Some observations –
For the first two years of college(74-76), there were no women enrolled in the engineering program of study I chose. During my final two years(76-78) there was only one.
In my first job (Public Sector, 78-84) for the five and a half years I was there, of the almost two dozen employees like myself holding the title of “engineer”, none were women.
Next job with a private manufacturer was noticeably different in that women occupied positions in all areas and levels of the company except extreme upper management, however during my 20 years there (84-04) that also changed and we had several women CEO’s as well as other top titles.
But down in the “ranks” where I worked the dynamics of male/female mix was more interesting. I often said and firmly believe the most successful (driven?) salespeople I’ve supported and worked with were women. In general I enjoyed and preferred to work with women over the men in that capacity. By 1997 over half of the branch sales force in my particular Division of AT&T (later Lucent Technologies) were married/childless women under the age of 30.
A new (male) manager promoted from within the sales ranks looked around at who now worked for him and openly questioned (repeatedly) why his predecessor had hired so many potential mothers. It wasn’t something he ultimately had to deal with because they only started having kids after he moved on in 2000. Then the floodgates opened, so to speak, and all of the women had their first child within the next two years. Three decided immediately to not come back after giving birth, two others did and even stayed after their second child. But in 2005 the office was shut down and everyone was sent home to work. This led to these two remaining women to also leave and become full time mothers. I had stayed in touch with them after I left several years ago and the last one to leave (this month) told me it was hard for her when she stepped out of her home office for something, seeing her kids and knowing she had to tell them no if they asked for attention since “mommy was still working”.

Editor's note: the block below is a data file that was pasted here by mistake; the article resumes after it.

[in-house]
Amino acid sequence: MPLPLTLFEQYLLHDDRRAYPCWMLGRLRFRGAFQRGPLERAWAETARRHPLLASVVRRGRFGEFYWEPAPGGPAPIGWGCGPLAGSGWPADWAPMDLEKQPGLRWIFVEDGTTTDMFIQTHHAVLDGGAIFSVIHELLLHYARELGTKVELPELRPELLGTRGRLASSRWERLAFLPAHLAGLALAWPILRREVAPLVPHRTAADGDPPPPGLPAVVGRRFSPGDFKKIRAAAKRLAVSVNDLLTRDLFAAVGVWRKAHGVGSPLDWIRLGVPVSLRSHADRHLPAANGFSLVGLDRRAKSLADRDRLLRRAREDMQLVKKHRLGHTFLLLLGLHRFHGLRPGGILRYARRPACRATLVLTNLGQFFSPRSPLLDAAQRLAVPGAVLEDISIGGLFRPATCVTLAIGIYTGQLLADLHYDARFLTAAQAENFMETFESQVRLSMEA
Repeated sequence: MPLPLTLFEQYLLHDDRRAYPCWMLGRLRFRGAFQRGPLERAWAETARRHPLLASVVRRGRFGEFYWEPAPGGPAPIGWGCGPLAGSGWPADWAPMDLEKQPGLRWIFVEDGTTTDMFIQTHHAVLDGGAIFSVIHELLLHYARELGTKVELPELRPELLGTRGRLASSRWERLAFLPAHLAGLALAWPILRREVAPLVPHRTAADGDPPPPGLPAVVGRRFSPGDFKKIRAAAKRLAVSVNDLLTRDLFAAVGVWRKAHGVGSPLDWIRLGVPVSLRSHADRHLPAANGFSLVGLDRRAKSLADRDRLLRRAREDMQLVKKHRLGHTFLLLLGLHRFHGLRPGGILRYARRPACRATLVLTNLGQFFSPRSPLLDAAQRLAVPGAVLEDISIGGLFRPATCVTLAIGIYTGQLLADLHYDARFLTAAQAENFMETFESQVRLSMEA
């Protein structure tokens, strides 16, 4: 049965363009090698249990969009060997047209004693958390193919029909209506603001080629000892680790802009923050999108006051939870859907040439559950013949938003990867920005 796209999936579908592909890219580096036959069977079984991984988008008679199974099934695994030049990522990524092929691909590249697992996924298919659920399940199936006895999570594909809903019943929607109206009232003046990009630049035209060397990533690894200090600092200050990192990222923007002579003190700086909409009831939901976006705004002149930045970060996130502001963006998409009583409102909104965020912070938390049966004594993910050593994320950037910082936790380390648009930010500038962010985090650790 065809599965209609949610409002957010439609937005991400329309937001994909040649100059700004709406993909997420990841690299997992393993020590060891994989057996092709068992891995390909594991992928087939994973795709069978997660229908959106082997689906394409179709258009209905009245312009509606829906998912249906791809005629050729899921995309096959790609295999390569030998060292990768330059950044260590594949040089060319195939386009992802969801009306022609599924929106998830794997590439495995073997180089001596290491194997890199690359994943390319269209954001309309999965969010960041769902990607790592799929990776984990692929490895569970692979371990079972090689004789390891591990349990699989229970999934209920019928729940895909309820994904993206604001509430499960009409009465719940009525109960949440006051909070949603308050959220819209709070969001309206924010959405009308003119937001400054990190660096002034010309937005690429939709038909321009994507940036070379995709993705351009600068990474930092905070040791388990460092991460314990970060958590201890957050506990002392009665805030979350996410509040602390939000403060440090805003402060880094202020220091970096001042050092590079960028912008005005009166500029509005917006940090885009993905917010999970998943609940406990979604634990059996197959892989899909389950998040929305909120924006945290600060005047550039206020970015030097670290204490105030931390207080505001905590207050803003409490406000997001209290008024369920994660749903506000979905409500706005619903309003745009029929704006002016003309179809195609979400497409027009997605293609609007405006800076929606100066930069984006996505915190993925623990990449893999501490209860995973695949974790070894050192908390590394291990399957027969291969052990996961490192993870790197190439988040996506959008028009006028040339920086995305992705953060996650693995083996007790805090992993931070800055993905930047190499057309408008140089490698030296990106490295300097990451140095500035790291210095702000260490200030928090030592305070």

I’d like to think the children gained more than the company lost.